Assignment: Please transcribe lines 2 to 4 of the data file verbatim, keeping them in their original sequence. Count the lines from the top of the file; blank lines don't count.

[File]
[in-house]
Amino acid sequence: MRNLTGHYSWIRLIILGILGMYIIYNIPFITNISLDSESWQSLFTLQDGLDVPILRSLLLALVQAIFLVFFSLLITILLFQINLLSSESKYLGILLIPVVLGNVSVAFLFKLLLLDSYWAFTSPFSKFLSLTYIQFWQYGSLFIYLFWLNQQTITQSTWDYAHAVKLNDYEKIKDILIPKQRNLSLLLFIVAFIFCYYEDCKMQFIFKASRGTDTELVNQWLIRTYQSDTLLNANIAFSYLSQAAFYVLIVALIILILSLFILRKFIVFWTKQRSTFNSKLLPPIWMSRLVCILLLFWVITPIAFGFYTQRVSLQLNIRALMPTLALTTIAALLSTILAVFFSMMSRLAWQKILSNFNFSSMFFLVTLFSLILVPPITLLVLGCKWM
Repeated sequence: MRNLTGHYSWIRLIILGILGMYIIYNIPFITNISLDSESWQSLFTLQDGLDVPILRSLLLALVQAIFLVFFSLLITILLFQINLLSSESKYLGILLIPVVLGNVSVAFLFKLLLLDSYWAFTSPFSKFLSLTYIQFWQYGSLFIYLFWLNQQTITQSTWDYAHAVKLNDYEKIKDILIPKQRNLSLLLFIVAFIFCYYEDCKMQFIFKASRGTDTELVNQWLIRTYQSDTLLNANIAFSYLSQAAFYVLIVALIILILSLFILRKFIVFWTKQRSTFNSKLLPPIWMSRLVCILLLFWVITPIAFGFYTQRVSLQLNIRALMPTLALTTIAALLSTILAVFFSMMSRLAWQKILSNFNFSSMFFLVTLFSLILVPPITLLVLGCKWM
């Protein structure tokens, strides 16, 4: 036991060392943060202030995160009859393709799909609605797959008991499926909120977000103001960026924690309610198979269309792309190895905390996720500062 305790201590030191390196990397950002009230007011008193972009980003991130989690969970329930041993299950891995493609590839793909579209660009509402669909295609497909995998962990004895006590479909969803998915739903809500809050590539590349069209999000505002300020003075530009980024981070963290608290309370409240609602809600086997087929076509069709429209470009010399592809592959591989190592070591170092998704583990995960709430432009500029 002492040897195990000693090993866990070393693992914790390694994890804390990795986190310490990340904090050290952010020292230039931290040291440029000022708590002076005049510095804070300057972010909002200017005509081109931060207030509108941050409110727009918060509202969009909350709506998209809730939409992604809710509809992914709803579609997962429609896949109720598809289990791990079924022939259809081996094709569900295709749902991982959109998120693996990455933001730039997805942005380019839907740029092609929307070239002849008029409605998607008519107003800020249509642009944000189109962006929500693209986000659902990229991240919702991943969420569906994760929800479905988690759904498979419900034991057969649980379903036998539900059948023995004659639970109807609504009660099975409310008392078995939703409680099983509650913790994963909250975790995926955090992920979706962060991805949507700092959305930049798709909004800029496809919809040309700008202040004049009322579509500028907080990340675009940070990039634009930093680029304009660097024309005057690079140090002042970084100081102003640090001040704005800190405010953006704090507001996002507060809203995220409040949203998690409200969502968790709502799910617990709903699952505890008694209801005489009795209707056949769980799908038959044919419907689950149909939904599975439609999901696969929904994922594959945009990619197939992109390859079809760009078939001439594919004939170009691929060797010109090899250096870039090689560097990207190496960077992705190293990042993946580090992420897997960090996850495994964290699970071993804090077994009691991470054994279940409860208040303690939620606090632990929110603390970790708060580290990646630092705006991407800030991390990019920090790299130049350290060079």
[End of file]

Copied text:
Amino acid sequence: MRNLTGHYSWIRLIILGILGMYIIYNIPFITNISLDSESWQSLFTLQDGLDVPILRSLLLALVQAIFLVFFSLLITILLFQINLLSSESKYLGILLIPVVLGNVSVAFLFKLLLLDSYWAFTSPFSKFLSLTYIQFWQYGSLFIYLFWLNQQTITQSTWDYAHAVKLNDYEKIKDILIPKQRNLSLLLFIVAFIFCYYEDCKMQFIFKASRGTDTELVNQWLIRTYQSDTLLNANIAFSYLSQAAFYVLIVALIILILSLFILRKFIVFWTKQRSTFNSKLLPPIWMSRLVCILLLFWVITPIAFGFYTQRVSLQLNIRALMPTLALTTIAALLSTILAVFFSMMSRLAWQKILSNFNFSSMFFLVTLFSLILVPPITLLVLGCKWM
Repeated sequence: MRNLTGHYSWIRLIILGILGMYIIYNIPFITNISLDSESWQSLFTLQDGLDVPILRSLLLALVQAIFLVFFSLLITILLFQINLLSSESKYLGILLIPVVLGNVSVAFLFKLLLLDSYWAFTSPFSKFLSLTYIQFWQYGSLFIYLFWLNQQTITQSTWDYAHAVKLNDYEKIKDILIPKQRNLSLLLFIVAFIFCYYEDCKMQFIFKASRGTDTELVNQWLIRTYQSDTLLNANIAFSYLSQAAFYVLIVALIILILSLFILRKFIVFWTKQRSTFNSKLLPPIWMSRLVCILLLFWVITPIAFGFYTQRVSLQLNIRALMPTLALTTIAALLSTILAVFFSMMSRLAWQKILSNFNFSSMFFLVTLFSLILVPPITLLVLGCKWM
């Protein structure tokens, strides 16, 4: 036991060392943060202030995160009859393709799909609605797959008991499926909120977000103001960026924690309610198979269309792309190895905390996720500062 305790201590030191390196990397950002009230007011008193972009980003991130989690969970329930041993299950891995493609590839793909579209660009509402669909295609497909995998962990004895006590479909969803998915739903809500809050590539590349069209999000505002300020003075530009980024981070963290608290309370409240609602809600086997087929076509069709429209470009010399592809592959591989190592070591170092998704583990995960709430432009500029 002492040897195990000693090993866990070393693992914790390694994890804390990795986190310490990340904090050290952010020292230039931290040291440029000022708590002076005049510095804070300057972010909002200017005509081109931060207030509108941050409110727009918060509202969009909350709506998209809730939409992604809710509809992914709803579609997962429609896949109720598809289990791990079924022939259809081996094709569900295709749902991982959109998120693996990455933001730039997805942005380019839907740029092609929307070239002849008029409605998607008519107003800020249509642009944000189109962006929500693209986000659902990229991240919702991943969420569906994760929800479905988690759904498979419900034991057969649980379903036998539900059948023995004659639970109807609504009660099975409310008392078995939703409680099983509650913790994963909250975790995926955090992920979706962060991805949507700092959305930049798709909004800029496809919809040309700008202040004049009322579509500028907080990340675009940070990039634009930093680029304009660097024309005057690079140090002042970084100081102003640090001040704005800190405010953006704090507001996002507060809203995220409040949203998690409200969502968790709502799910617990709903699952505890008694209801005489009795209707056949769980799908038959044919419907689950149909939904599975439609999901696969929904994922594959945009990619197939992109390859079809760009078939001439594919004939170009691929060797010109090899250096870039090689560097990207190496960077992705190293990042993946580090992420897997960090996850495994964290699970071993804090077994009691991470054994279940409860208040303690939620606090632990929110603390970790708060580290990646630092705006991407800030991390990019920090790299130049350290060079």